475 Main St
Vancouver, British Columbia
Location Details I live, weave and play on traditional, ancestral, and unceded territory of the xʷməθkwəy̓əm (Musqueam), Skwxwú7mesh (Squamish), and Səl̓ílwətaʔ/Selilwitulh (Tsleil-Waututh) peoples.
I am a maker and a doer working in a variety of mediums over the years; a bass player in a performing, touring and recording band, film work behind the scenes and in front of the camera, and years dedicated to painting, drawing and collage, including artwork with a performative aspect. Since childhood I’ve loved the process of creating a new look or improving a domestic space, reworking the current template by reinvention and renewal through garmenting and decoration, the common thread throughout being textiles and fibre, utilizing textiles as decoration or to send messages. I’ve always loved textiles. With this in mind I turned to textile weaving and traditional cloth making. With my focus on representation through dress and decoration I aim to reconnect us to cloth fabrication through traditional textile manufacturing processes, seeking answers to the following questions; how did the manufacturing process evolve, who made these items and why, how have the objects come to represent us?
Textiles are omnipresent message carriers, equally as problematic as landfill waste as they are alluring proclamations of hope. Textiles declare our political affiliations, sexuality, favourite bands and brands. Textile manufacturing has undergone a massive transformation over the last hundred years, changing the globe and the global population with it. Whatever your dress, you are either in compliance or defiance, and there is an unavoidable form of compromise. That being the case, creating one’s own textile or garment is a revolutionary act. How gratifying to hand weave an heirloom piece - one more contribution to the textile manufacturing story - this one won't end in the landfill.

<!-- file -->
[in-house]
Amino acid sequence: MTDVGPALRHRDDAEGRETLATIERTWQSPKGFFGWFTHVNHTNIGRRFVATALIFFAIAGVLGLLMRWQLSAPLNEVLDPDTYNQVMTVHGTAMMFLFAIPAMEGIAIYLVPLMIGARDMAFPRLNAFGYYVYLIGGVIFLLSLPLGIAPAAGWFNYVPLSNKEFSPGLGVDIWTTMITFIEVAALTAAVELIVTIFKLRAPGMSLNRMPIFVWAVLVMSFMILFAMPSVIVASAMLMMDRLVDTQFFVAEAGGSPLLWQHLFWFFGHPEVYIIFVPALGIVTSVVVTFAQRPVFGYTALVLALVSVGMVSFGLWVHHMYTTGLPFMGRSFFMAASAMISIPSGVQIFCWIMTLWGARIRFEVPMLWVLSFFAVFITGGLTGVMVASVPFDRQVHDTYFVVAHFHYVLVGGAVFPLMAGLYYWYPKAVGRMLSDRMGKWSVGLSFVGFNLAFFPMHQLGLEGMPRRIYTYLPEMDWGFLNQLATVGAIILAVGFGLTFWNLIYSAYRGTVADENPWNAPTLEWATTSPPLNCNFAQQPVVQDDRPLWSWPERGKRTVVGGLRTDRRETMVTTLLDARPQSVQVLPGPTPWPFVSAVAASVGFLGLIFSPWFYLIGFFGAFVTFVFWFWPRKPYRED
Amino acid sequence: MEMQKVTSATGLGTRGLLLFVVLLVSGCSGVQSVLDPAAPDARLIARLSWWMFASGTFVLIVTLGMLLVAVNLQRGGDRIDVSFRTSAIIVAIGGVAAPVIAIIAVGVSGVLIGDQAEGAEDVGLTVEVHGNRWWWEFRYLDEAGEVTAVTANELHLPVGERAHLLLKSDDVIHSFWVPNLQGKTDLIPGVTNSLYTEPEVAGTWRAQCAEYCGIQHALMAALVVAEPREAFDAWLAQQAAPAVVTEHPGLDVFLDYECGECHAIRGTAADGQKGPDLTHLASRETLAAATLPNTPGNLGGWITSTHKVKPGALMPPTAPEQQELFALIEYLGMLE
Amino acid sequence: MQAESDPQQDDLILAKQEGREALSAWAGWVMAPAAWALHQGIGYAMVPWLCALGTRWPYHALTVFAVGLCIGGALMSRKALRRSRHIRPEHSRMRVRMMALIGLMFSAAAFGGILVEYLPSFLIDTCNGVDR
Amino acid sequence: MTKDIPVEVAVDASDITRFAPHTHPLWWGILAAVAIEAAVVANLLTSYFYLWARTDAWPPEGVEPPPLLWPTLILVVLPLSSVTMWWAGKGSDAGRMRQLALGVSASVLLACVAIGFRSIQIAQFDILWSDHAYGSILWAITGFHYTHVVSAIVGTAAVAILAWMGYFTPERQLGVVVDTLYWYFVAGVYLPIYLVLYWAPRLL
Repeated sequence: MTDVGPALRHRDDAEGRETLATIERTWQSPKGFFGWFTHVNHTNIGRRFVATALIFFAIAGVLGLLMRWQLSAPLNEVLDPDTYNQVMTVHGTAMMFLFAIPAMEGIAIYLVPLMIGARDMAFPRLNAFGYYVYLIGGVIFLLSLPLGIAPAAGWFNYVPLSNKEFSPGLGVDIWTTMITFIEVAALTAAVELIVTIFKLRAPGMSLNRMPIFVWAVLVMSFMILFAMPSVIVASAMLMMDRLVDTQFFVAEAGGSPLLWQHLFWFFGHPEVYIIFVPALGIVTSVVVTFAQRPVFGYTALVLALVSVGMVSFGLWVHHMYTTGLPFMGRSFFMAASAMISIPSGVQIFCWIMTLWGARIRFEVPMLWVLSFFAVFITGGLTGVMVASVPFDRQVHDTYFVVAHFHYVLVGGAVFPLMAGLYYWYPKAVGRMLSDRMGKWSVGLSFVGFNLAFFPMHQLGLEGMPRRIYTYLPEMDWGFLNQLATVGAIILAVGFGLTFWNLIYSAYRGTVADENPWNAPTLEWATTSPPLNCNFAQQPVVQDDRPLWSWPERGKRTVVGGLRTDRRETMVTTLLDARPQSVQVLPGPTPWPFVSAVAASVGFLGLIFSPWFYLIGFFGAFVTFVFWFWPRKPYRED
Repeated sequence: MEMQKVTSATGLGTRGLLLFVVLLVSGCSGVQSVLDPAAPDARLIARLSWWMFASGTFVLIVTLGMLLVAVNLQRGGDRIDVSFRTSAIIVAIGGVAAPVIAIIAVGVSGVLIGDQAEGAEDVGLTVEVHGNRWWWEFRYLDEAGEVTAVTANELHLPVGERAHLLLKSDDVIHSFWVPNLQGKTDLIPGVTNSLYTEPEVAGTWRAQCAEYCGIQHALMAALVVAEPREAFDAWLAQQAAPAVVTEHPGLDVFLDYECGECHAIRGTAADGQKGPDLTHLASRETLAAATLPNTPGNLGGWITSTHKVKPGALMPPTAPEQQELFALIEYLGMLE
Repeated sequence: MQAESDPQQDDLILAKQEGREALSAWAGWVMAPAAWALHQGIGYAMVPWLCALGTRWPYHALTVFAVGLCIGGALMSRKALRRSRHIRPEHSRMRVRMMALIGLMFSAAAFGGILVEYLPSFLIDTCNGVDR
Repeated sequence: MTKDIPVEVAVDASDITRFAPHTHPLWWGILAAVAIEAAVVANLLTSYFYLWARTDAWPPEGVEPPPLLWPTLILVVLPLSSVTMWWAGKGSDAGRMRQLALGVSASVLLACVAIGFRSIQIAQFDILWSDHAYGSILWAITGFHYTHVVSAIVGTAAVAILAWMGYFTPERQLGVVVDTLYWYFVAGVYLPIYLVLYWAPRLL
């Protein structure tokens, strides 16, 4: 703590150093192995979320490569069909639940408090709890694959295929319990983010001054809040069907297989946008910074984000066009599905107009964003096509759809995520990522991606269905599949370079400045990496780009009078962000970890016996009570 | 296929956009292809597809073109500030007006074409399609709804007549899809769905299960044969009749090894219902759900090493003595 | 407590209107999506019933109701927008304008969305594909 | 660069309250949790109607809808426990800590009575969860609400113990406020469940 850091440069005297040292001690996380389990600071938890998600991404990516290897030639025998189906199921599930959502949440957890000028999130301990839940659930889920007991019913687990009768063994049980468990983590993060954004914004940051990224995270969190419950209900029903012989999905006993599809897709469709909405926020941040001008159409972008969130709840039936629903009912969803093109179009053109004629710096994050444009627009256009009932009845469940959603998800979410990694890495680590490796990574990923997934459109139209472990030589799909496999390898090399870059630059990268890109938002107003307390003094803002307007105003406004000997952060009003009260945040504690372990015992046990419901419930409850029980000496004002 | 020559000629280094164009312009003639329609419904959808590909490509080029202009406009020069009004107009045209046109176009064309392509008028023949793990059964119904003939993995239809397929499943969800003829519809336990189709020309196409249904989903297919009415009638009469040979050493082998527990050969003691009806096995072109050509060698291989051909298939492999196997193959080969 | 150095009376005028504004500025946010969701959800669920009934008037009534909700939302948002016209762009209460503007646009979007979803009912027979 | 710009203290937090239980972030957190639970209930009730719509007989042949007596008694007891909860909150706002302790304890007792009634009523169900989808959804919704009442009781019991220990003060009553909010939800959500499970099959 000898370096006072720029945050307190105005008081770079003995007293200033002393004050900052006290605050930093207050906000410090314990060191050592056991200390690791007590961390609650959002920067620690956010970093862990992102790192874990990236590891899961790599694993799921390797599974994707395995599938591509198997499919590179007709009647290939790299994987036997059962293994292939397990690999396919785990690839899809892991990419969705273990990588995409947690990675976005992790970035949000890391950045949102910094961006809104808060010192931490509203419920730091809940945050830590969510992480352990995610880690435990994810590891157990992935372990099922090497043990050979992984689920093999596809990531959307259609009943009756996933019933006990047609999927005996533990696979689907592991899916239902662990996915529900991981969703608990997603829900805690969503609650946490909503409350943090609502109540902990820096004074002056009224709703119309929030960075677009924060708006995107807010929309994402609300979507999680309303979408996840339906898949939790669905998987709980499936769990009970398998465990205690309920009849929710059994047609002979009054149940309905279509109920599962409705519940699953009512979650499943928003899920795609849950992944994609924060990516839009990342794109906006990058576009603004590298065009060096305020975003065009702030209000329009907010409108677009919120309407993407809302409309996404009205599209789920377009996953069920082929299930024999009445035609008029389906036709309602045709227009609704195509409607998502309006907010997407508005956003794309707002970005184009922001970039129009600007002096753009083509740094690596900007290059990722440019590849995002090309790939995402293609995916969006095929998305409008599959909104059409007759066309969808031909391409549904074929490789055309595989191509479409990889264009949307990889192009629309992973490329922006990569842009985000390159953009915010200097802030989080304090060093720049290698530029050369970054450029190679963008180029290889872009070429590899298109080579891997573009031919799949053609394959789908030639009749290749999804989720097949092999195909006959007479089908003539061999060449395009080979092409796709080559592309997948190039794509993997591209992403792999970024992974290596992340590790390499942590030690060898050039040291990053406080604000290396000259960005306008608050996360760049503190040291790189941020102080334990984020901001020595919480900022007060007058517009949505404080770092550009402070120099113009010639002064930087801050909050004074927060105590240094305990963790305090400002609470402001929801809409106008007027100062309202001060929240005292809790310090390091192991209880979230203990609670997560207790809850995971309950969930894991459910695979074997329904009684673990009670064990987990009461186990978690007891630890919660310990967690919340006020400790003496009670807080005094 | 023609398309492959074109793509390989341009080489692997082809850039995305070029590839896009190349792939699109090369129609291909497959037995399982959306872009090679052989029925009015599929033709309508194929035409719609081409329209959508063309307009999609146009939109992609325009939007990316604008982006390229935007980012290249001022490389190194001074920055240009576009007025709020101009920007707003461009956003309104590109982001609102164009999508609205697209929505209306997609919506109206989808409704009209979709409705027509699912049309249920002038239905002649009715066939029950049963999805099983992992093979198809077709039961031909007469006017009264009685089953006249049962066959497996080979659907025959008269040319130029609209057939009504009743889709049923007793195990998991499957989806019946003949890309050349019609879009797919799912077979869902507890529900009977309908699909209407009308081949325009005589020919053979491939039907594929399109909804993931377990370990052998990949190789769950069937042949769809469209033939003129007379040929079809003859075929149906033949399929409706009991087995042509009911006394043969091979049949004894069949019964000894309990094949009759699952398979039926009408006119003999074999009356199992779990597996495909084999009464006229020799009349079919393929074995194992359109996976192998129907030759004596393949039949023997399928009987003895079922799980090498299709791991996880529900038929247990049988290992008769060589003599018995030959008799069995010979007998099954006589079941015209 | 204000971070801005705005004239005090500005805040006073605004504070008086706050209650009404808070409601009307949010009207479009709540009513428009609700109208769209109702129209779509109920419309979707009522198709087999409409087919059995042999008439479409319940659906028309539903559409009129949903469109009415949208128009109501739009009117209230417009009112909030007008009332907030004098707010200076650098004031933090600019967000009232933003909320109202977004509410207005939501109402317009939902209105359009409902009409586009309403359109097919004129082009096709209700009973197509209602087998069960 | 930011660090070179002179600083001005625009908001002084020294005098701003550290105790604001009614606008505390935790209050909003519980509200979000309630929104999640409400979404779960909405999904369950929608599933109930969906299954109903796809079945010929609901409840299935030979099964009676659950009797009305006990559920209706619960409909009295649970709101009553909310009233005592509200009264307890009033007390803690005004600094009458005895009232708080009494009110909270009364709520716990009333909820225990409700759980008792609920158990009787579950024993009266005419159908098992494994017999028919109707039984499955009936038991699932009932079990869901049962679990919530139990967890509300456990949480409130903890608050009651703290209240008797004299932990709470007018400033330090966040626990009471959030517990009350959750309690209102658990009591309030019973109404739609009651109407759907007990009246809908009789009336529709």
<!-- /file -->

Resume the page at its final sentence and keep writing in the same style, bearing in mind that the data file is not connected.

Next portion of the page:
Corrina studied studio art at the Maryland Institute College of Art and received her BFA from Emily Carr University of Art and Design. As a visual artist, Corrina contemplated representations of domestic life, looking to interior design and textiles for inspiration. Eventually Corrina took up weaving and began her practice in the applied craft, creating items for domestic use and personal wear.